From: New Jersey Law Journal: Family Law Analysis
By: Tracy Julian, Pashman Stein Walder Hayden
The New Jersey Gestational Carrier Agreement Act (“GCAA” or “the Act”), N.J.S.A. 9:17-60, et seq., effective May 30, 2018, permits gestational carriers and intended parents to execute legally enforceable gestational surrogacy contracts. Prior to this legislation, “surrogacy agreements” had been unenforceable under In the Matter of Baby M, 109 N.J. 396 (1988). While traditional surrogacy contracts (where the pregnant woman is the natural mother of the child) remain unenforceable, the Act now permits “gestational carrier” surrogacy agreements (where the pregnant woman is not biologically related to the child).
‘In the Matter of Baby M’ and Surrogacy Law Prior to the GCAA
In Baby M, the New Jersey Supreme Court unanimously found surrogacy contracts to be illegal and unenforceable on the grounds that such agreements are contrary to established laws related to termination of parental rights, nonpayment in adoptions, and the right to revoke consent in private adoptions. Id. at 411. The Baby M matter involved a contract to artificially inseminate a woman with the sperm of a man who was not her husband. The contract called for the natural father of the child to pay the surrogate mother $10,000 after she gave birth and surrendered the child to him. She agreed to cooperate in any way necessary to effectuate termination of her parental rights, and the parties planned for the natural father’s wife to adopt child. Once the surrogate gave birth to the child, however, she immediately regretted her decision and requested additional time with the baby. The parties agreed to give her a week with the child out of concern for her mental health. Thereafter, the surrogate refused to return the baby to the natural father and his wife. Four months later, the child was forcibly returned to the father via court intervention and approximately two years of litigation ensued between the parties.
While the Baby M court recognized the challenges infertile couples confront to become parents, it held that the payment of money to a woman in exchange for bearing a child was illegal and possibly criminal. In so doing, the court distinguished a paid contract for surrogacy from voluntary surrogacy and opined that it would not find a woman’s voluntary decision to serve as a surrogate without pay offensive, provided she was not compensated for her pregnancy and she reserved her right to revoke her decision and did not terminate her parental rights. Ultimately, the court invalidated the Baby M agreement, awarded custody to the natural father in the “best interests of the child” and remanded the matter to the trial court for an abbreviated hearing on the surrogate mother’s “visitation”—noting that the surrogate mother was the child’s natural and legal parent. Id. at 463.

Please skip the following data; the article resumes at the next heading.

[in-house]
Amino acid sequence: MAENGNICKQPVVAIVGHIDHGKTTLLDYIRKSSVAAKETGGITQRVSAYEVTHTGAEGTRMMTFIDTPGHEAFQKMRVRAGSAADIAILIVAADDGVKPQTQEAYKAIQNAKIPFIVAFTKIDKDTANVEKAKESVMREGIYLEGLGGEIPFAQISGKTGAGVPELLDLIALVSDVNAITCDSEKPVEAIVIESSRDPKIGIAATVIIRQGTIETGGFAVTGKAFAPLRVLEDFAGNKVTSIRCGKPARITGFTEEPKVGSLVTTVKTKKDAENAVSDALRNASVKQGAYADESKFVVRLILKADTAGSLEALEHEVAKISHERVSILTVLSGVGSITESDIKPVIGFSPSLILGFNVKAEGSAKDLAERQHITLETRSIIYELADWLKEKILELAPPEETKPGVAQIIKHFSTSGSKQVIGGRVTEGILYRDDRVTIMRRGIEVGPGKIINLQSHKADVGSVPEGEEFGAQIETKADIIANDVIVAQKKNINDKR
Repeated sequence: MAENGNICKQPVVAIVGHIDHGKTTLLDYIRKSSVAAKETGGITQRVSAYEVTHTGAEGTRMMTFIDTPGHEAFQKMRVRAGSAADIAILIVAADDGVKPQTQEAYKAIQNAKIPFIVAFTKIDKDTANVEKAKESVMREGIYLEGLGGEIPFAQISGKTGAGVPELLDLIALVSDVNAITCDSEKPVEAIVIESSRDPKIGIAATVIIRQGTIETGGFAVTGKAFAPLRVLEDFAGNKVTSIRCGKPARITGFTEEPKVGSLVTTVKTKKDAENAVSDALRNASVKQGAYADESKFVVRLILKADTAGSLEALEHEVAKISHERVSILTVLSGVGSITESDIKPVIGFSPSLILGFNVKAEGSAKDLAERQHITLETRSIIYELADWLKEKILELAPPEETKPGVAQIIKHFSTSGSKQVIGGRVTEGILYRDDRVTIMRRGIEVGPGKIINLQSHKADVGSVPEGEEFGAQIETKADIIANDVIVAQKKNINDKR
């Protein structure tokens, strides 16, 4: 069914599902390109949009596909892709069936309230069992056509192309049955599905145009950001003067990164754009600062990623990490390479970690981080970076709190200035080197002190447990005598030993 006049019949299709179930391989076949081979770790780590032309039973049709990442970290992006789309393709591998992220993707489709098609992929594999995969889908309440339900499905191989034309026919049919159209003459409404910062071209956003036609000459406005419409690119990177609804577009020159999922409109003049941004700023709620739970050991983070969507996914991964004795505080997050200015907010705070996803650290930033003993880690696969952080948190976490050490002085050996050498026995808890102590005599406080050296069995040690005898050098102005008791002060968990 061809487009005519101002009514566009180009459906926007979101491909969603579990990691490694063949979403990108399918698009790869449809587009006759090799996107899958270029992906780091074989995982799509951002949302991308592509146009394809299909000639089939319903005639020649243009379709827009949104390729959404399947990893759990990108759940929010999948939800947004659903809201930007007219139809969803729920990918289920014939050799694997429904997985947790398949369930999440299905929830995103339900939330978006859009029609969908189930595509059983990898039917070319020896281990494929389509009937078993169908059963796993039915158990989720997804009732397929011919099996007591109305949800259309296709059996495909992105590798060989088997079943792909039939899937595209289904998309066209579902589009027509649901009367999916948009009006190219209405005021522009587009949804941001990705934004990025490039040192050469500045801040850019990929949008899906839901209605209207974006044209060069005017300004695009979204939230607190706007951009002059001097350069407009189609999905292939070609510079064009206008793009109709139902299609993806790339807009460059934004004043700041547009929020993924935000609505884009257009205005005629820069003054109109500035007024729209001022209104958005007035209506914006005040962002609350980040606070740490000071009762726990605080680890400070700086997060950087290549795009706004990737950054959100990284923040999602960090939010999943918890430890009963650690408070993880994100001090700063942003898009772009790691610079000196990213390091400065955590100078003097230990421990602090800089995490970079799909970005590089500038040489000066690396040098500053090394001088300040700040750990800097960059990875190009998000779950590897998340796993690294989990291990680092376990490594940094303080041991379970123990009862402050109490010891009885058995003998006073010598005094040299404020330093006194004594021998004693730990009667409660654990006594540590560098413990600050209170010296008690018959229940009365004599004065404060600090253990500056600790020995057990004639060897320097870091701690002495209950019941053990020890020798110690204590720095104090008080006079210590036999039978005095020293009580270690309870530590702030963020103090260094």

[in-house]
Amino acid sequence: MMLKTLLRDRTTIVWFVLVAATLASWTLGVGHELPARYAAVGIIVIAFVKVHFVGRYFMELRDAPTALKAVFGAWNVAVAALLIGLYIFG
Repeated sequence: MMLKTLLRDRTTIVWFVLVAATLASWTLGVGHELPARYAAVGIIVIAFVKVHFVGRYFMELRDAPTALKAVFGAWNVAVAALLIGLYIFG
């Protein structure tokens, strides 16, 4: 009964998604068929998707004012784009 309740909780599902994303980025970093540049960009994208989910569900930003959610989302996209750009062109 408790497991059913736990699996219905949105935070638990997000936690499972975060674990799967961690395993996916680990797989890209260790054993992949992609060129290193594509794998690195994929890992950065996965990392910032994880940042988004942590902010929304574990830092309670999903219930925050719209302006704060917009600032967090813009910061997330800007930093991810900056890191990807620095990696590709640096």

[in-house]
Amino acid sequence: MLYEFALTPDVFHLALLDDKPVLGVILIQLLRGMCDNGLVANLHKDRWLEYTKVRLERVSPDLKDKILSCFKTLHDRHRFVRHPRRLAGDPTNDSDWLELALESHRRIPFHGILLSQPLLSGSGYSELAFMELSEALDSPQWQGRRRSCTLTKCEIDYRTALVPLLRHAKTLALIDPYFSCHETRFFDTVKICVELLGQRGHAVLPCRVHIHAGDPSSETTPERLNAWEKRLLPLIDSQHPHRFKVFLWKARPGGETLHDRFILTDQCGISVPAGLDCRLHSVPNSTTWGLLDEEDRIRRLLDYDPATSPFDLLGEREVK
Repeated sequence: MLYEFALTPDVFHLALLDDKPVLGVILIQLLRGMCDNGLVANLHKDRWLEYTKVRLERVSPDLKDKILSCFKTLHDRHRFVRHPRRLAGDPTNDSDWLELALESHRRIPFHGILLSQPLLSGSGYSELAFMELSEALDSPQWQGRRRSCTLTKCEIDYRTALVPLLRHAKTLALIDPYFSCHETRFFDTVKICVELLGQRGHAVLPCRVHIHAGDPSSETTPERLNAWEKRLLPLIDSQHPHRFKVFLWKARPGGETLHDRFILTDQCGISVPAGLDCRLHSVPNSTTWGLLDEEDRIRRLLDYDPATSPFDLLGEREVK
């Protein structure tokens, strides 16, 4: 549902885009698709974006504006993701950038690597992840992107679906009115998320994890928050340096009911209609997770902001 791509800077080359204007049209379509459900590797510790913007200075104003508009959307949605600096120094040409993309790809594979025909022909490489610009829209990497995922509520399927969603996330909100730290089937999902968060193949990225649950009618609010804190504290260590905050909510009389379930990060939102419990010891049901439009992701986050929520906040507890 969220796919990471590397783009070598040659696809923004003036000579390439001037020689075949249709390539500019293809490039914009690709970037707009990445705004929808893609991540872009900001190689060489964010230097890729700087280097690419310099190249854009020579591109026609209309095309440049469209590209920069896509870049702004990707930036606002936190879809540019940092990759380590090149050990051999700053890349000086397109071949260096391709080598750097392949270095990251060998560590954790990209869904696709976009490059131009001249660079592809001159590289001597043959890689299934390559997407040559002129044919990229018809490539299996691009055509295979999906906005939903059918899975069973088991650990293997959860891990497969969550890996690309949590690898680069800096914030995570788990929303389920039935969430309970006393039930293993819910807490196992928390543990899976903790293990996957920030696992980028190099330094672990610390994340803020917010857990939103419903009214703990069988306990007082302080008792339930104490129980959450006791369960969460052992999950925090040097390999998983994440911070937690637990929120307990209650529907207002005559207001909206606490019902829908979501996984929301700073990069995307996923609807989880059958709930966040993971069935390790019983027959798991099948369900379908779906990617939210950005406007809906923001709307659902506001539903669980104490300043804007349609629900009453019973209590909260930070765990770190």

In Baby M, the court specifically stated that its holding did “not preclude the Legislature from altering the current statutory scheme, within constitutional limits, so as to permit surrogacy contracts.” Id. at 411. In so stating, the court acknowledged the advancements in reproductive biotechnology and opined that “[th]e problem is how to enjoy the benefits of the [reproductive] technology—especially for infertile couples—while minimizing the risk of abuse. The problem can be addressed only when society decides what its values and objectives are in this troubling, yet promising, area.” Id. at 469. In 2018, the legislature accepted the court’s challenge and created a legally enforceable means for those with fertility issues to pursue parenthood vis-à-vis gestational surrogacy in enacting the Gestational Carrier Agreement Act.
Gestational Carrier Agreement Act (2018)
As stated in the statute, the purpose of the GCAA is to: (1) establish consistent standards and procedural safeguards to promote the best interests of the children who will be born as a result of gestational carrier agreements; (2) protect all parties involved in such agreements; and (3) recognize technological advances in assisted reproductive medicine in ways that allow the use of these advances by intended parents and gestational carriers according to the public policy of the State of New Jersey.
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